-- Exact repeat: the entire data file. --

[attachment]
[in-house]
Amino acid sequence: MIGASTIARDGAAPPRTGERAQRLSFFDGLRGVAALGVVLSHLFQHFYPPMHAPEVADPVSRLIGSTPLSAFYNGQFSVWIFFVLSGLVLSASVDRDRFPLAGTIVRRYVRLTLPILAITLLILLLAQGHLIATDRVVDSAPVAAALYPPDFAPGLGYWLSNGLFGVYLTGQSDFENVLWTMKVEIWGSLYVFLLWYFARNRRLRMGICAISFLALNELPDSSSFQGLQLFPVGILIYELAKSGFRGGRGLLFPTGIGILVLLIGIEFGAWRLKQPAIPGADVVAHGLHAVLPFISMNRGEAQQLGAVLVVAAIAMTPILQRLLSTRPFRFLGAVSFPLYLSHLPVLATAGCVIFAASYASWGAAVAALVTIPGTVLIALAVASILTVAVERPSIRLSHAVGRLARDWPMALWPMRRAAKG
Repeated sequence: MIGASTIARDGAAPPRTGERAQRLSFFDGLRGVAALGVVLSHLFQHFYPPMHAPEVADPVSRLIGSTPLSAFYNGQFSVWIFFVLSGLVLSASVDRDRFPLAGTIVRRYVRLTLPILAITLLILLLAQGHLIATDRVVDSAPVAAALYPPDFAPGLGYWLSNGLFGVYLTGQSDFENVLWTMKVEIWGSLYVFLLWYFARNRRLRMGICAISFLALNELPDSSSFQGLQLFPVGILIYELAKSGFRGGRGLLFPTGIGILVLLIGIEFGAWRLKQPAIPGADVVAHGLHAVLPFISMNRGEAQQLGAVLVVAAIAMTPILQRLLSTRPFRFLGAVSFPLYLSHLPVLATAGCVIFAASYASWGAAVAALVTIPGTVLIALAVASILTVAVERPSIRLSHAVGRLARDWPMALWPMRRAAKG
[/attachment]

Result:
[in-house]
Amino acid sequence: MIGASTIARDGAAPPRTGERAQRLSFFDGLRGVAALGVVLSHLFQHFYPPMHAPEVADPVSRLIGSTPLSAFYNGQFSVWIFFVLSGLVLSASVDRDRFPLAGTIVRRYVRLTLPILAITLLILLLAQGHLIATDRVVDSAPVAAALYPPDFAPGLGYWLSNGLFGVYLTGQSDFENVLWTMKVEIWGSLYVFLLWYFARNRRLRMGICAISFLALNELPDSSSFQGLQLFPVGILIYELAKSGFRGGRGLLFPTGIGILVLLIGIEFGAWRLKQPAIPGADVVAHGLHAVLPFISMNRGEAQQLGAVLVVAAIAMTPILQRLLSTRPFRFLGAVSFPLYLSHLPVLATAGCVIFAASYASWGAAVAALVTIPGTVLIALAVASILTVAVERPSIRLSHAVGRLARDWPMALWPMRRAAKG
Repeated sequence: MIGASTIARDGAAPPRTGERAQRLSFFDGLRGVAALGVVLSHLFQHFYPPMHAPEVADPVSRLIGSTPLSAFYNGQFSVWIFFVLSGLVLSASVDRDRFPLAGTIVRRYVRLTLPILAITLLILLLAQGHLIATDRVVDSAPVAAALYPPDFAPGLGYWLSNGLFGVYLTGQSDFENVLWTMKVEIWGSLYVFLLWYFARNRRLRMGICAISFLALNELPDSSSFQGLQLFPVGILIYELAKSGFRGGRGLLFPTGIGILVLLIGIEFGAWRLKQPAIPGADVVAHGLHAVLPFISMNRGEAQQLGAVLVVAAIAMTPILQRLLSTRPFRFLGAVSFPLYLSHLPVLATAGCVIFAASYASWGAAVAALVTIPGTVLIALAVASILTVAVERPSIRLSHAVGRLARDWPMALWPMRRAAKG